Neil Young New Political Single [Review]

For the past two weeks, Neil Young has been very active in the promotion of his new political single, Who’s Gonna Stand Up. The song has received an immense amount of press as a result of an appearance on the Colbert Report, a digital distribution of the song in multiple arrangements, and a brand new music video. The song is heavily political, acting as a call to action for listeners to stand up and save the world.

Neil Young has always been an incredibly political songwriter. Through nearly every presidential administration he has posed political questions through his songs either commending or accusing current politicians. Granted, Young has spent most of his time attacking Republican presidents, especially during the Bush administration when he released the Grammy nominated Living With War record, but regardless, he covers his political bases by being an advocate of a large number of issues. Who’s Gonna Stand Up falls directly into this category of the songwriter’s legendary protest songs, accusing big business and oil for destroying the world.

Who’s Gonna Stand Up has received a few different arrangements from Young. Namely, the full orchestral version of the song is the focus of the four different renditions since that version will be on the musician’s orchestra-backed record titled Storeytone. The album will be released in November. In addition to the orchestral version of the song, an acoustic performance was released, a Crazy Horse live recording, and a rendition that highlights a child choir.

Who’s Gonna Stand Up, Neil Young’s new political single, is beautiful in all of its forms. The 92 piece orchestra backing him accents his voice warmly, resulting in the rocker not having to strain his voice in his older age. The orchestra does the impactful, epic work without Young having to screech through the noise of a Crazy Horse performance. The arrangement is consistently interesting, flowing with Young’s voice in an effortless fashion. A choir can also be heard lightly in the backdrop of the choruses. The finale of the song is reminiscent of Day in the Life, exploding into a symphonic cacophony of sound before abrupt silence.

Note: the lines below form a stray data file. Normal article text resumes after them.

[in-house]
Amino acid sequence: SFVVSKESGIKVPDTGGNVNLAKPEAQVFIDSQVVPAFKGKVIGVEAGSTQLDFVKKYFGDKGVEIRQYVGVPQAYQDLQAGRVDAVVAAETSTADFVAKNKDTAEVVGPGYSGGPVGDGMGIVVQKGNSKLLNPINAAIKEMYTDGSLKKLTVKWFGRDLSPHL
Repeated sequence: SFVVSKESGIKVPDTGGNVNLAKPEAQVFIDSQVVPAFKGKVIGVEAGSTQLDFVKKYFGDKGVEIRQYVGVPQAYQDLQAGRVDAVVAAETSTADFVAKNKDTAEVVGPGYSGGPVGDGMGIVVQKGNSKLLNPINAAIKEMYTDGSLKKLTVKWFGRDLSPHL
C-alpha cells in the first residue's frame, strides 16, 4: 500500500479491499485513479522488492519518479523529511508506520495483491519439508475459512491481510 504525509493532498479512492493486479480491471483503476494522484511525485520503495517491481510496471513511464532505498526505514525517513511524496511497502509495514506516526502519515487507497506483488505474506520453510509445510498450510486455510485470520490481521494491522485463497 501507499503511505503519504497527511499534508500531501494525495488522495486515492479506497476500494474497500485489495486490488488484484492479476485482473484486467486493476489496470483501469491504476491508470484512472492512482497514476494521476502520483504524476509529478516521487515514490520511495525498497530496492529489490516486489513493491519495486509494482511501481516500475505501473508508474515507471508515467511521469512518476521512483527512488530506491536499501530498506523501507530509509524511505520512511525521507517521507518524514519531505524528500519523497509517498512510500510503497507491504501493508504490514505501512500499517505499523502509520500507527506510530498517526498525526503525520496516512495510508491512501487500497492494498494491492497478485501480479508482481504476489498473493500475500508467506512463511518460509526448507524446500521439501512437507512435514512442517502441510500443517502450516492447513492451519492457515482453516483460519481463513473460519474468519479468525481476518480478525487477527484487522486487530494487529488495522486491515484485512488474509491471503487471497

The lyrics do not just accuse politicians, big business, oil, and fracking companies. The words of Who’s Gonna Stand Up also call to starve those who feed off of the Earth, end fossil fuel and pipelines, and to save the water and plants of the planet. It is a resounding call to action, questioning who is going to stand up and fix the problems that are arising. It states the only way to do so is to start with each and every person on the planet actively taking part in the process of fixing it.

Who’s Gonna Stand Up, Neil Young’s new political single, also received press through the Colbert Report. Young and the comedic, faux-conservative host performed the song together while Colbert stayed in character and bantered off of the classic rocker’s idealist left-wing sentiments. If the song is any indication of what Storeytone is going to sound like, then the record should prove another excellent step in Young’s ever-growing collection and progression of albums.

Review By Brett Stewart

Rolling Stone
Consequence of Sound
Photo By NRK P3 – Flickr

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